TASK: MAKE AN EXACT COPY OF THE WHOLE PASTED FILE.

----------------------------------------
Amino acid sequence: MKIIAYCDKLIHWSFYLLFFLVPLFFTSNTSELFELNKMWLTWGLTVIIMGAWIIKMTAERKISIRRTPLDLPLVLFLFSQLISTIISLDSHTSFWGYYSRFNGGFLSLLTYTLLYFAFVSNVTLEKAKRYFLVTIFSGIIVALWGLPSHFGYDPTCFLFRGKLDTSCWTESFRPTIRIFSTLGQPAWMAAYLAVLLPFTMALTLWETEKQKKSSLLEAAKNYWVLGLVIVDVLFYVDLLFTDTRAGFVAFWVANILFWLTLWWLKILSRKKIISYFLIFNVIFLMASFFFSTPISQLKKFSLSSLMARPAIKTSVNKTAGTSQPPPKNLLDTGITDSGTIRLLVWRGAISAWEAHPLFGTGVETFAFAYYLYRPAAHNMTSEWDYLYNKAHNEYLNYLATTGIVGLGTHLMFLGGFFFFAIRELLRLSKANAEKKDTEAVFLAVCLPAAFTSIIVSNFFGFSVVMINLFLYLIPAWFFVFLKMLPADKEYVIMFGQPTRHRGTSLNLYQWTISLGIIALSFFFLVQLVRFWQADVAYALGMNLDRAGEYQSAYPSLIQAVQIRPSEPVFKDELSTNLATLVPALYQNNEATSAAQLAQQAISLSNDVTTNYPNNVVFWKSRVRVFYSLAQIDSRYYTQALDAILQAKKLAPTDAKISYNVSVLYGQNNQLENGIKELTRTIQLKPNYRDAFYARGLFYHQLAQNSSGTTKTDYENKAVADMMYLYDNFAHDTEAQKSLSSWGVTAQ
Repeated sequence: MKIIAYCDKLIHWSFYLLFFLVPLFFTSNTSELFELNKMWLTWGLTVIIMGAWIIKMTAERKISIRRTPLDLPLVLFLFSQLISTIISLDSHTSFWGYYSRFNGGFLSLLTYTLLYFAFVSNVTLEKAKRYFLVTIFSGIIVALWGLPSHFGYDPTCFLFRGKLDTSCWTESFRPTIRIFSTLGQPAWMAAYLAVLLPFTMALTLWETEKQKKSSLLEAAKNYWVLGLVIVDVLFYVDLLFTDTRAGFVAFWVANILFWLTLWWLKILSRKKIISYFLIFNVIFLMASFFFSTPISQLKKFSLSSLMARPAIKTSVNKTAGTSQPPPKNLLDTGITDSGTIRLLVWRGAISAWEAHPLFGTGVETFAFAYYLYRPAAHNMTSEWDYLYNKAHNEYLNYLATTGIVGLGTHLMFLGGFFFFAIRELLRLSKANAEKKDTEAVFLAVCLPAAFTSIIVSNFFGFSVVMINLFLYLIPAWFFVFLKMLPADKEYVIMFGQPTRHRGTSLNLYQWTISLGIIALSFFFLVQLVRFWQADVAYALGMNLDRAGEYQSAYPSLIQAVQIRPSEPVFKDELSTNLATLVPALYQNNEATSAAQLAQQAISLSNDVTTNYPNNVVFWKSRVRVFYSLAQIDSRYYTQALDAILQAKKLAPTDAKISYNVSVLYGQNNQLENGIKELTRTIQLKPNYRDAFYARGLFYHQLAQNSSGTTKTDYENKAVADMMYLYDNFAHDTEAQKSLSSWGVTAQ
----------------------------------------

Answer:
Amino acid sequence: MKIIAYCDKLIHWSFYLLFFLVPLFFTSNTSELFELNKMWLTWGLTVIIMGAWIIKMTAERKISIRRTPLDLPLVLFLFSQLISTIISLDSHTSFWGYYSRFNGGFLSLLTYTLLYFAFVSNVTLEKAKRYFLVTIFSGIIVALWGLPSHFGYDPTCFLFRGKLDTSCWTESFRPTIRIFSTLGQPAWMAAYLAVLLPFTMALTLWETEKQKKSSLLEAAKNYWVLGLVIVDVLFYVDLLFTDTRAGFVAFWVANILFWLTLWWLKILSRKKIISYFLIFNVIFLMASFFFSTPISQLKKFSLSSLMARPAIKTSVNKTAGTSQPPPKNLLDTGITDSGTIRLLVWRGAISAWEAHPLFGTGVETFAFAYYLYRPAAHNMTSEWDYLYNKAHNEYLNYLATTGIVGLGTHLMFLGGFFFFAIRELLRLSKANAEKKDTEAVFLAVCLPAAFTSIIVSNFFGFSVVMINLFLYLIPAWFFVFLKMLPADKEYVIMFGQPTRHRGTSLNLYQWTISLGIIALSFFFLVQLVRFWQADVAYALGMNLDRAGEYQSAYPSLIQAVQIRPSEPVFKDELSTNLATLVPALYQNNEATSAAQLAQQAISLSNDVTTNYPNNVVFWKSRVRVFYSLAQIDSRYYTQALDAILQAKKLAPTDAKISYNVSVLYGQNNQLENGIKELTRTIQLKPNYRDAFYARGLFYHQLAQNSSGTTKTDYENKAVADMMYLYDNFAHDTEAQKSLSSWGVTAQ
Repeated sequence: MKIIAYCDKLIHWSFYLLFFLVPLFFTSNTSELFELNKMWLTWGLTVIIMGAWIIKMTAERKISIRRTPLDLPLVLFLFSQLISTIISLDSHTSFWGYYSRFNGGFLSLLTYTLLYFAFVSNVTLEKAKRYFLVTIFSGIIVALWGLPSHFGYDPTCFLFRGKLDTSCWTESFRPTIRIFSTLGQPAWMAAYLAVLLPFTMALTLWETEKQKKSSLLEAAKNYWVLGLVIVDVLFYVDLLFTDTRAGFVAFWVANILFWLTLWWLKILSRKKIISYFLIFNVIFLMASFFFSTPISQLKKFSLSSLMARPAIKTSVNKTAGTSQPPPKNLLDTGITDSGTIRLLVWRGAISAWEAHPLFGTGVETFAFAYYLYRPAAHNMTSEWDYLYNKAHNEYLNYLATTGIVGLGTHLMFLGGFFFFAIRELLRLSKANAEKKDTEAVFLAVCLPAAFTSIIVSNFFGFSVVMINLFLYLIPAWFFVFLKMLPADKEYVIMFGQPTRHRGTSLNLYQWTISLGIIALSFFFLVQLVRFWQADVAYALGMNLDRAGEYQSAYPSLIQAVQIRPSEPVFKDELSTNLATLVPALYQNNEATSAAQLAQQAISLSNDVTTNYPNNVVFWKSRVRVFYSLAQIDSRYYTQALDAILQAKKLAPTDAKISYNVSVLYGQNNQLENGIKELTRTIQLKPNYRDAFYARGLFYHQLAQNSSGTTKTDYENKAVADMMYLYDNFAHDTEAQKSLSSWGVTAQ